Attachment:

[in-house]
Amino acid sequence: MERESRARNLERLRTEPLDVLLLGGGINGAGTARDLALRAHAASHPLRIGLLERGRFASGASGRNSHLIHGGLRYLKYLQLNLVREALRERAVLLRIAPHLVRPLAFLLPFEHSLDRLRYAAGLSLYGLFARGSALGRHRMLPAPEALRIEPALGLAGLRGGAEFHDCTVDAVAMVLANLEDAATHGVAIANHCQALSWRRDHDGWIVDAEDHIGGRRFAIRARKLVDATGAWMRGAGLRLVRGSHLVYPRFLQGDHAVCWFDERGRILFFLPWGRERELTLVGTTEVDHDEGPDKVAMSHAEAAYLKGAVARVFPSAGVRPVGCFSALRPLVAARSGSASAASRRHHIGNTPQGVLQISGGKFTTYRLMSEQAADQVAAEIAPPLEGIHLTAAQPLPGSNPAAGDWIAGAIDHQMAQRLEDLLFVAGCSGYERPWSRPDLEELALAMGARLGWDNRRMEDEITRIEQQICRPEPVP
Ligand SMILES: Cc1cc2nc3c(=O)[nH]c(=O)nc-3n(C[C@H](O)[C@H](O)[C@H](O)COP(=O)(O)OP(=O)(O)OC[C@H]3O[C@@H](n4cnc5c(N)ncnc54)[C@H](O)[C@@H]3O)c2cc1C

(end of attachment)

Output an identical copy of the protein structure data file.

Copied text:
[in-house]
Amino acid sequence: MERESRARNLERLRTEPLDVLLLGGGINGAGTARDLALRAHAASHPLRIGLLERGRFASGASGRNSHLIHGGLRYLKYLQLNLVREALRERAVLLRIAPHLVRPLAFLLPFEHSLDRLRYAAGLSLYGLFARGSALGRHRMLPAPEALRIEPALGLAGLRGGAEFHDCTVDAVAMVLANLEDAATHGVAIANHCQALSWRRDHDGWIVDAEDHIGGRRFAIRARKLVDATGAWMRGAGLRLVRGSHLVYPRFLQGDHAVCWFDERGRILFFLPWGRERELTLVGTTEVDHDEGPDKVAMSHAEAAYLKGAVARVFPSAGVRPVGCFSALRPLVAARSGSASAASRRHHIGNTPQGVLQISGGKFTTYRLMSEQAADQVAAEIAPPLEGIHLTAAQPLPGSNPAAGDWIAGAIDHQMAQRLEDLLFVAGCSGYERPWSRPDLEELALAMGARLGWDNRRMEDEITRIEQQICRPEPVP
Ligand SMILES: Cc1cc2nc3c(=O)[nH]c(=O)nc-3n(C[C@H](O)[C@H](O)[C@H](O)COP(=O)(O)OP(=O)(O)OC[C@H]3O[C@@H](n4cnc5c(N)ncnc54)[C@H](O)[C@@H]3O)c2cc1C